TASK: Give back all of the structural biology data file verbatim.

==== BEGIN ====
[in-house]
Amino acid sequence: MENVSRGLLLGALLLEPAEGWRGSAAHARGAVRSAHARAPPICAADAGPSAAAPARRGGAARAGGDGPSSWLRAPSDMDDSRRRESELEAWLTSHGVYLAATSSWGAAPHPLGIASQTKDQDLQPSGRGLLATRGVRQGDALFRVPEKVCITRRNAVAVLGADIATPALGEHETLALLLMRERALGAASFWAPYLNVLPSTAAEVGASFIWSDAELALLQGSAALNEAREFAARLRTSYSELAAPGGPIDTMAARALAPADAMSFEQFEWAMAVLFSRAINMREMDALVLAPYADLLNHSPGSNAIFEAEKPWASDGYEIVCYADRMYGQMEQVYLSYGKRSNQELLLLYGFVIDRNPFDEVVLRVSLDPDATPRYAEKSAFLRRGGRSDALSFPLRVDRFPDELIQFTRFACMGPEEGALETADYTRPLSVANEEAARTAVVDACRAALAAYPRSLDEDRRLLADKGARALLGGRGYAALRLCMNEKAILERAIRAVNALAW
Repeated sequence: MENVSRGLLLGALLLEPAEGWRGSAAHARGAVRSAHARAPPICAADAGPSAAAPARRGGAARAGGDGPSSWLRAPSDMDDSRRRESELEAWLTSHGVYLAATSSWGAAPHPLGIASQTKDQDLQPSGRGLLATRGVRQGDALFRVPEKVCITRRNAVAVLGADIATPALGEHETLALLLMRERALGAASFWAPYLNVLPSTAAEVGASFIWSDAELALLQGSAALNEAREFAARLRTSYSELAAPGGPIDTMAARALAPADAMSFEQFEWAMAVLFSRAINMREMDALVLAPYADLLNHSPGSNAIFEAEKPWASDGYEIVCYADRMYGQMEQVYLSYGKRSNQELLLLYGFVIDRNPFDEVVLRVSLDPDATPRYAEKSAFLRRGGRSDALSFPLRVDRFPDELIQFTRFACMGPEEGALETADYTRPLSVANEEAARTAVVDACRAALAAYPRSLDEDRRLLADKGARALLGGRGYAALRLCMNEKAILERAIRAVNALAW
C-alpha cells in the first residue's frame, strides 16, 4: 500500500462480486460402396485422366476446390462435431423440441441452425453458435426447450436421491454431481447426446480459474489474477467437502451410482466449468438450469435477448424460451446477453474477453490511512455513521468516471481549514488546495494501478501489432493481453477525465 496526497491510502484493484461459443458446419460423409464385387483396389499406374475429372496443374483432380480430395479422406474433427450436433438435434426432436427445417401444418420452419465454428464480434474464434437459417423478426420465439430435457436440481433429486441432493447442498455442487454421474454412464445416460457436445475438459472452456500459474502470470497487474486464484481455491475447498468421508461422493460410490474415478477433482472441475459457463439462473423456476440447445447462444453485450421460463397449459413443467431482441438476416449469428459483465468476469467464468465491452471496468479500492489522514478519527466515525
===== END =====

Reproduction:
[in-house]
Amino acid sequence: MENVSRGLLLGALLLEPAEGWRGSAAHARGAVRSAHARAPPICAADAGPSAAAPARRGGAARAGGDGPSSWLRAPSDMDDSRRRESELEAWLTSHGVYLAATSSWGAAPHPLGIASQTKDQDLQPSGRGLLATRGVRQGDALFRVPEKVCITRRNAVAVLGADIATPALGEHETLALLLMRERALGAASFWAPYLNVLPSTAAEVGASFIWSDAELALLQGSAALNEAREFAARLRTSYSELAAPGGPIDTMAARALAPADAMSFEQFEWAMAVLFSRAINMREMDALVLAPYADLLNHSPGSNAIFEAEKPWASDGYEIVCYADRMYGQMEQVYLSYGKRSNQELLLLYGFVIDRNPFDEVVLRVSLDPDATPRYAEKSAFLRRGGRSDALSFPLRVDRFPDELIQFTRFACMGPEEGALETADYTRPLSVANEEAARTAVVDACRAALAAYPRSLDEDRRLLADKGARALLGGRGYAALRLCMNEKAILERAIRAVNALAW
Repeated sequence: MENVSRGLLLGALLLEPAEGWRGSAAHARGAVRSAHARAPPICAADAGPSAAAPARRGGAARAGGDGPSSWLRAPSDMDDSRRRESELEAWLTSHGVYLAATSSWGAAPHPLGIASQTKDQDLQPSGRGLLATRGVRQGDALFRVPEKVCITRRNAVAVLGADIATPALGEHETLALLLMRERALGAASFWAPYLNVLPSTAAEVGASFIWSDAELALLQGSAALNEAREFAARLRTSYSELAAPGGPIDTMAARALAPADAMSFEQFEWAMAVLFSRAINMREMDALVLAPYADLLNHSPGSNAIFEAEKPWASDGYEIVCYADRMYGQMEQVYLSYGKRSNQELLLLYGFVIDRNPFDEVVLRVSLDPDATPRYAEKSAFLRRGGRSDALSFPLRVDRFPDELIQFTRFACMGPEEGALETADYTRPLSVANEEAARTAVVDACRAALAAYPRSLDEDRRLLADKGARALLGGRGYAALRLCMNEKAILERAIRAVNALAW
C-alpha cells in the first residue's frame, strides 16, 4: 500500500462480486460402396485422366476446390462435431423440441441452425453458435426447450436421491454431481447426446480459474489474477467437502451410482466449468438450469435477448424460451446477453474477453490511512455513521468516471481549514488546495494501478501489432493481453477525465 496526497491510502484493484461459443458446419460423409464385387483396389499406374475429372496443374483432380480430395479422406474433427450436433438435434426432436427445417401444418420452419465454428464480434474464434437459417423478426420465439430435457436440481433429486441432493447442498455442487454421474454412464445416460457436445475438459472452456500459474502470470497487474486464484481455491475447498468421508461422493460410490474415478477433482472441475459457463439462473423456476440447445447462444453485450421460463397449459413443467431482441438476416449469428459483465468476469467464468465491452471496468479500492489522514478519527466515525